At a financial services consulting firm, we authored a study 20 years ago for the Financial Services Roundtable (then, called the Bankers' Roundtable) on the future of the payments system. At the time, Al Gore had recently "invented" the internet, banks were developing or expanding online services, and entrepreneurs were creating new platforms for bank operations, including providing consumers and businesses with more convenient ways to interface with their financial institutions.

In those days, cellphones were not "smart." Cellphones — which were unreliable, had limited functionality and were basically the size of a sub sandwich — were more status symbols than communication devices. Personal computers were not ubiquitous, and tablets and other mobile devices were not even under development. Then, nobody foresaw that cellphones would become integrated and powerful mobile computers, or that Amazon, PayPal, iTunes, social networking, YouTube and all the other applications that have shaped behavior and expectations so drastically over the last 10 years would become popular with the masses.

And yet, the most significant warning we issued in our study concerned the very nature of the payments system and banks' historical role within it. Through membership in the Federal Reserve System and the major card associations, large banks controlled the railroad and decided who or what could use it. The danger even then was that banks could lose their historical advantages if other providers built an alternative railroad or were allowed to put cars on the existing rails. In that worst-case scenario, disruptors would leave banks with the highest cost, highest risk and lowest margin pieces of the business.

Since the 1990s, there is no question that most banks have heavily invested in new payments technology, distribution services and capabilities for consumer and commercial markets. In fundamental ways, these new capabilities have altered how, where and when customers do business with their banks in addition to influencing cost structures and profitability models.

However, a whole host of industries have been altered dramatically by the entrance of technology-based category disruptors that have changed the competitive landscape and left once-powerful companies to either wither or die. Retail, media, news, entertainment and transportation are just a few industries that have experienced painful (for some) transformations. The question remains, "Is the banking industry next?" We believe the answer is "yes!"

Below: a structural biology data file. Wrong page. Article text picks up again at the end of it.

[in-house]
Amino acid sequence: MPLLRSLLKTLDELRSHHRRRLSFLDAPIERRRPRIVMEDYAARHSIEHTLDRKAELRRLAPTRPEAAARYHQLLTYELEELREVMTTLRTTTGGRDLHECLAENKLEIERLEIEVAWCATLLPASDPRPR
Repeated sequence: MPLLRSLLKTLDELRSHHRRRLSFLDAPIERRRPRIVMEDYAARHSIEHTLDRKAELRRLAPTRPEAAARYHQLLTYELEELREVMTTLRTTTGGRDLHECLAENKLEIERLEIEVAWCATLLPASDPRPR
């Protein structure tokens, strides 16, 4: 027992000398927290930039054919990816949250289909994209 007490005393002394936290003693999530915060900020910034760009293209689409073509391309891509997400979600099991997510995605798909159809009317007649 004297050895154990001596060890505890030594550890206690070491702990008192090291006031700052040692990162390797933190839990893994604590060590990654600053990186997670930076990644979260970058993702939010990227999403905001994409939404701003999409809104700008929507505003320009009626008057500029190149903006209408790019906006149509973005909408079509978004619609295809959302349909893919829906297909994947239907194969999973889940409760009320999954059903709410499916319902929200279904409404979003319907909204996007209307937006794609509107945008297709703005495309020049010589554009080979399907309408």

The risks — which do not solely rest on ever-accelerating tech advancements — are far greater than they were 20 years ago. The primary threats lie in banks' unwillingness or inability to change: fundamental operating processes, rigid core systems that limit flexibility and innovation, high legacy costs and investments in outdated distribution channels. Banks are also struggling to understand a new and powerful demographic group that questions the very relevancy of banks.

Only adding to these reasons is an increasingly complex bank regulatory environment that does not seem to apply to new entrants — at least not yet. Addressing these threats effectively is no small task. It will require banks to make significant changes to long-held policies and practices, major capital investments in new technology platforms, transformation of payment and distribution channels and networks, and appropriate responses to a seismic generational shift in consumer attitudes, behaviors and expectations.

Payments have always been the banking industry's primary and most fundamental competitive advantage. Threats to the industry's control over this critical capability were visible 20 years ago, but they are even more apparent and real today. Technological advancements, changing market demographics and increasing demands for faster, easier and value-added payment services are creating challenges and opportunities for banks of all sizes.

In an environment in which choices are many and resources are limited, a comprehensive, clear and focused payments strategy is required to drive investment decisions, create market differentiation and maintain the relevancy of banks.

Rolland Johannsen is senior consulting associate at the Capital Performance Group, a Washington-based consultancy focusing on the financial services industry. He can be reached at